by Rosalind Ho // Fifth Space Fellow
Team CARRA is currently working on the problem that too many youth-friendly employers are not employing youth with disabilities, and are therefore missing out on potential resources. To gain an understanding of the employer mindset, we began by exploring the stories of various businesses and the motivations behind their hiring practices.
This week, we split into teams of two (5 team members + Manuela from InWithForward) to make first contact with some of the smaller businesses around the Edmonds and Kingsway area.
Manuela and I visited Value Village, which purchases items from charitable organizations and resells them for profit. The store manager, M., told us that there is no such thing as a non-busy day at Value Village. They do daily inventories; 40 staff work in the back of the store to sort and tag items, and 20 staff work in the front of the store. Holidays, such as Halloween, are prepared for 1 month in advance. Customers run the gamut of society, from the elderly, collectors, people on a fixed income, and the wealthy. M. told us that “When you shop here, it is always a different experience. No item is the same twice.”
We asked M. what are her images of the “best employee” and the “most challenging employee”. M. described the best employee as a person who is friendly, enthusiastic, willing to learn, good at dealing with customers, and has experience with costumes. The most challenging employee is someone who is unable to do tasks, work responsibly, is not flexible and able to deal with day-to-day experiences.
Manuela and I also visited a few other family-owned businesses along Kingsway. While polite, those owners were not very interested in our project and a couple of them asked us to leave almost right away.
Tisol’s, a pet supplies store that Carla and Ann-Marie visited, has a few family-owned locations around the Lower Mainland, and one of the staff members commented that she really enjoys working there and that there is a great feeling of family amongst the staff members. There are about 20 employees throughout all their locations, and turnover is rare.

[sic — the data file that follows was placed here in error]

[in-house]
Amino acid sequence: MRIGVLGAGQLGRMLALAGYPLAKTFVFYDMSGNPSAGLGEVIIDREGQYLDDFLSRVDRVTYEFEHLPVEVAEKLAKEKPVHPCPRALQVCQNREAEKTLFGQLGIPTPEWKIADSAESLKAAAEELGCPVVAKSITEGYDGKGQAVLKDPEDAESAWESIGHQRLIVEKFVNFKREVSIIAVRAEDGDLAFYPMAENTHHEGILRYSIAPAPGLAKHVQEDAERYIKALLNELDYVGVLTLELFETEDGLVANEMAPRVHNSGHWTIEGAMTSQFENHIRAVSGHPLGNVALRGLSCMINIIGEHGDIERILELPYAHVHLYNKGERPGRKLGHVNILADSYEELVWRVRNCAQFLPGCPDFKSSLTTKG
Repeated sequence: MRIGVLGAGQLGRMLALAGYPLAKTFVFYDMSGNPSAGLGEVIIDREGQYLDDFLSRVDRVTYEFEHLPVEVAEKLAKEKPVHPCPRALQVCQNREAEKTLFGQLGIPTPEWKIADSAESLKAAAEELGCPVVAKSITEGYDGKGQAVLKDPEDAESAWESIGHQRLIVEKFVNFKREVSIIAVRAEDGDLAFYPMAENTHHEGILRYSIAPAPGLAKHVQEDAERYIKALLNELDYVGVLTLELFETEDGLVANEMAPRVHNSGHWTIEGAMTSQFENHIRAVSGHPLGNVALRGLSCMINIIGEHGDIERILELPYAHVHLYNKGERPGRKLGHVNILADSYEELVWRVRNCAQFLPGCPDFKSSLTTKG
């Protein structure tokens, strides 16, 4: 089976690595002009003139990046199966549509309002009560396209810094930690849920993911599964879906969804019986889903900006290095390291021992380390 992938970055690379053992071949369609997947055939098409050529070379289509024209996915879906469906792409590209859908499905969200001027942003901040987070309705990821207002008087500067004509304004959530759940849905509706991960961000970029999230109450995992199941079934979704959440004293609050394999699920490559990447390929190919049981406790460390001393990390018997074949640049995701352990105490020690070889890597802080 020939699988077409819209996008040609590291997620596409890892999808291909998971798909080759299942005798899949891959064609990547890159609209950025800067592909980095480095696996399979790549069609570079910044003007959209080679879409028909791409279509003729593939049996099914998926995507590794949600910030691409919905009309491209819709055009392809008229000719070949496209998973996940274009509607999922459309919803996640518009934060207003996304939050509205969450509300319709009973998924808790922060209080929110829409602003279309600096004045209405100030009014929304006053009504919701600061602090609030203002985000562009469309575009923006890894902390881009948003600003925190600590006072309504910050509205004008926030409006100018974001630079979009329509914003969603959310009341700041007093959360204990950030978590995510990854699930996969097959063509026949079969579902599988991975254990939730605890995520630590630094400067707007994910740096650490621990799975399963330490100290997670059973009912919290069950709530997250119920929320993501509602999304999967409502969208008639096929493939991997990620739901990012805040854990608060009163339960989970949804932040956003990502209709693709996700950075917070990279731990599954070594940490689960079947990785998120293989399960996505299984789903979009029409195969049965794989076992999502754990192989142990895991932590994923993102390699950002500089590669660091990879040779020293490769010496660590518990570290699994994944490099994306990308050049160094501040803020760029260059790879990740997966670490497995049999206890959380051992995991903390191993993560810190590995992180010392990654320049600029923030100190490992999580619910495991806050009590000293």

They also visited the Art Design Beauty Salon, which just opened in December 2014, and is operated by a partnership of two immigrant women from Mexico and Kosovo. The location is new, clean and recently renovated. The owners said that business is good, and last Saturday they were so busy that they didn’t get a chance to eat!
The various businesses that our team talked to all had different stories and different philosophies behind their hiring practices. Larger chain stores such as Value Village and Tisol’s depend upon a certain number of staff members in order to keep their businesses humming at a good pace. However, the stores are still small enough to have a cozy family feel; the Value Village manager remarked that her job doesn’t feel like full-time work “because this feels like family”, and a staff member at Tisol’s related how the owners rehired her after she had moved away for a time and then transferred her from their Richmond store to the Burnaby store because it was closer to her home. The other stores we visited, such as the beauty salon and a few family-owned markets, are just too small to hire extra staff or told us that they wouldn’t waste their time hiring young people because they would likely move on within a short period of time.
While our first contacts with those businesses were brief, we gained an understanding of how they operate and why they do or don’t hire young people. Next week, we will be making contact with more businesses and revisiting some of our initial contacts to learn more. Onward and upward :)!